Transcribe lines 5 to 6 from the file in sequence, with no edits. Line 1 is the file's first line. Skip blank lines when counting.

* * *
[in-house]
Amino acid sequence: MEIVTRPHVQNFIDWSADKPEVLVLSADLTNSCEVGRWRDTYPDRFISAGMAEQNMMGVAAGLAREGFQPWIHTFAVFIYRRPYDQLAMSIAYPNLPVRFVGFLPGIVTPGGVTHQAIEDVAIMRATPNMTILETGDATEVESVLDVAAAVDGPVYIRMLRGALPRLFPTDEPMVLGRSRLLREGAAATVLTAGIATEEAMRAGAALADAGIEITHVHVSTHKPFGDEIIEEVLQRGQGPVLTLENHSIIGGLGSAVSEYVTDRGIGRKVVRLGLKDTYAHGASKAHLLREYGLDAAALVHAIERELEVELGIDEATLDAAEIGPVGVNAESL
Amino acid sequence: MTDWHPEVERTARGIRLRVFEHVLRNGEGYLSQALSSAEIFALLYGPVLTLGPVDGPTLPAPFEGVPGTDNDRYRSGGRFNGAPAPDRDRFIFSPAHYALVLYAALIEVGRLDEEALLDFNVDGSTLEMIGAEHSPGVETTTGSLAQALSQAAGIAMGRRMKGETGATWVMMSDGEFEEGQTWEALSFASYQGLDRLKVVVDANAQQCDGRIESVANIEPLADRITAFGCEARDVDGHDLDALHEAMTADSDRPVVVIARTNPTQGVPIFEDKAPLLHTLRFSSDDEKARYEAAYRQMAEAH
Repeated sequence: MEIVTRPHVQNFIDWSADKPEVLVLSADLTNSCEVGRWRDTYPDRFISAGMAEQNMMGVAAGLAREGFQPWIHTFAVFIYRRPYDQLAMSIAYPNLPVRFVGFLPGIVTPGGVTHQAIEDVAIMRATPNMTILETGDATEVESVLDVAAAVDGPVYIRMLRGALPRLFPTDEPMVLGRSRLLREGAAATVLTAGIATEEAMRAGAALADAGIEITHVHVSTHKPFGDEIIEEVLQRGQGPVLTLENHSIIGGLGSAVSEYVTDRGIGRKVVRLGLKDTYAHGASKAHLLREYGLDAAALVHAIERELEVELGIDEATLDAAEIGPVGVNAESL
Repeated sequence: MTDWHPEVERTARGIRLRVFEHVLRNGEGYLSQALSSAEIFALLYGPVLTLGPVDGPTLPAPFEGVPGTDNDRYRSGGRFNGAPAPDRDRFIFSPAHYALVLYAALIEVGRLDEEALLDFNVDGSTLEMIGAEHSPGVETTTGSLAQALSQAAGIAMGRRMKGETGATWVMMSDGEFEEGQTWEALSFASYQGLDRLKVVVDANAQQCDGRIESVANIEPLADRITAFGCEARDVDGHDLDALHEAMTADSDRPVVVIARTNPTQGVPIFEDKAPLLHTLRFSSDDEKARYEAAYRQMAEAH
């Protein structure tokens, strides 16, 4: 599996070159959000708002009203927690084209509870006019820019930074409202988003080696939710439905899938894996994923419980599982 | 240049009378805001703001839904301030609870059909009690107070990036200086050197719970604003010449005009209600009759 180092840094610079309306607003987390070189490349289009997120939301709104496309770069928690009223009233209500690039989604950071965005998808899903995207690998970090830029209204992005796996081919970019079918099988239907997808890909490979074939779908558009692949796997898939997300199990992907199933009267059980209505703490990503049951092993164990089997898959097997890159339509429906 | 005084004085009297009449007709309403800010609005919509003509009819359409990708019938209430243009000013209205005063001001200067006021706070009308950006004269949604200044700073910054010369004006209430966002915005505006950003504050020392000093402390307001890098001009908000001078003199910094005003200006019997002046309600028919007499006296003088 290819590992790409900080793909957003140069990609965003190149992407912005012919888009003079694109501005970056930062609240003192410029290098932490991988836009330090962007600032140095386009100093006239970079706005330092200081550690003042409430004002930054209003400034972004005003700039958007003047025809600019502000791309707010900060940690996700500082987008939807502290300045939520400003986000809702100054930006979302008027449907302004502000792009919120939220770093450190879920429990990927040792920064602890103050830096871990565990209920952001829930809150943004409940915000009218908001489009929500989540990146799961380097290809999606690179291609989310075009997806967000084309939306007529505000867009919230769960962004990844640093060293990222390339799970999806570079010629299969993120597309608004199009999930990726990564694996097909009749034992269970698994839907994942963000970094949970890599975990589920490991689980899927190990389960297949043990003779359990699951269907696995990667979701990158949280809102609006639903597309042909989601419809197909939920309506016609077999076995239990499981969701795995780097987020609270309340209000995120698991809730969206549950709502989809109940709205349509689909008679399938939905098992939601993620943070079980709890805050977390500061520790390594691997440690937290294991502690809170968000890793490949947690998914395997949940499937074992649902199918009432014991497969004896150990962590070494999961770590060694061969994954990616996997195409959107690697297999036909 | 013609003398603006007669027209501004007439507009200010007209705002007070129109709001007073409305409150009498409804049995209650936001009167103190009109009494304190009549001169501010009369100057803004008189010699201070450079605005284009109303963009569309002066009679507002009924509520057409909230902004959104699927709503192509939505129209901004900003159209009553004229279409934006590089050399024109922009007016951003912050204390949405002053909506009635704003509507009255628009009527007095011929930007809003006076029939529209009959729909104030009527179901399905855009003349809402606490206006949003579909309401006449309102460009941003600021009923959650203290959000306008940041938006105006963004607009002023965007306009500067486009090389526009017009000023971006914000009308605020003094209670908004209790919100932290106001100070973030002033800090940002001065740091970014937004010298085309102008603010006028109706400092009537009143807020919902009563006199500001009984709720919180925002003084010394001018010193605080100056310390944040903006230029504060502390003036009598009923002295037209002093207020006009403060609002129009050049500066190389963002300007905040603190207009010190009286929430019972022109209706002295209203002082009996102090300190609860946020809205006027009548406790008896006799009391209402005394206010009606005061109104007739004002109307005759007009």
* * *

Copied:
Repeated sequence: MTDWHPEVERTARGIRLRVFEHVLRNGEGYLSQALSSAEIFALLYGPVLTLGPVDGPTLPAPFEGVPGTDNDRYRSGGRFNGAPAPDRDRFIFSPAHYALVLYAALIEVGRLDEEALLDFNVDGSTLEMIGAEHSPGVETTTGSLAQALSQAAGIAMGRRMKGETGATWVMMSDGEFEEGQTWEALSFASYQGLDRLKVVVDANAQQCDGRIESVANIEPLADRITAFGCEARDVDGHDLDALHEAMTADSDRPVVVIARTNPTQGVPIFEDKAPLLHTLRFSSDDEKARYEAAYRQMAEAH
């Protein structure tokens, strides 16, 4: 599996070159959000708002009203927690084209509870006019820019930074409202988003080696939710439905899938894996994923419980599982 | 240049009378805001703001839904301030609870059909009690107070990036200086050197719970604003010449005009209600009759 180092840094610079309306607003987390070189490349289009997120939301709104496309770069928690009223009233209500690039989604950071965005998808899903995207690998970090830029209204992005796996081919970019079918099988239907997808890909490979074939779908558009692949796997898939997300199990992907199933009267059980209505703490990503049951092993164990089997898959097997890159339509429906 | 005084004085009297009449007709309403800010609005919509003509009819359409990708019938209430243009000013209205005063001001200067006021706070009308950006004269949604200044700073910054010369004006209430966002915005505006950003504050020392000093402390307001890098001009908000001078003199910094005003200006019997002046309600028919007499006296003088 290819590992790409900080793909957003140069990609965003190149992407912005012919888009003079694109501005970056930062609240003192410029290098932490991988836009330090962007600032140095386009100093006239970079706005330092200081550690003042409430004002930054209003400034972004005003700039958007003047025809600019502000791309707010900060940690996700500082987008939807502290300045939520400003986000809702100054930006979302008027449907302004502000792009919120939220770093450190879920429990990927040792920064602890103050830096871990565990209920952001829930809150943004409940915000009218908001489009929500989540990146799961380097290809999606690179291609989310075009997806967000084309939306007529505000867009919230769960962004990844640093060293990222390339799970999806570079010629299969993120597309608004199009999930990726990564694996097909009749034992269970698994839907994942963000970094949970890599975990589920490991689980899927190990389960297949043990003779359990699951269907696995990667979701990158949280809102609006639903597309042909989601419809197909939920309506016609077999076995239990499981969701795995780097987020609270309340209000995120698991809730969206549950709502989809109940709205349509689909008679399938939905098992939601993620943070079980709890805050977390500061520790390594691997440690937290294991502690809170968000890793490949947690998914395997949940499937074992649902199918009432014991497969004896150990962590070494999961770590060694061969994954990616996997195409959107690697297999036909 | 013609003398603006007669027209501004007439507009200010007209705002007070129109709001007073409305409150009498409804049995209650936001009167103190009109009494304190009549001169501010009369100057803004008189010699201070450079605005284009109303963009569309002066009679507002009924509520057409909230902004959104699927709503192509939505129209901004900003159209009553004229279409934006590089050399024109922009007016951003912050204390949405002053909506009635704003509507009255628009009527007095011929930007809003006076029939529209009959729909104030009527179901399905855009003349809402606490206006949003579909309401006449309102460009941003600021009923959650203290959000306008940041938006105006963004607009002023965007306009500067486009090389526009017009000023971006914000009308605020003094209670908004209790919100932290106001100070973030002033800090940002001065740091970014937004010298085309102008603010006028109706400092009537009143807020919902009563006199500001009984709720919180925002003084010394001018010193605080100056310390944040903006230029504060502390003036009598009923002295037209002093207020006009403060609002129009050049500066190389963002300007905040603190207009010190009286929430019972022109209706002295209203002082009996102090300190609860946020809205006027009548406790008896006799009391209402005394206010009606005061109104007739004002109307005759007009």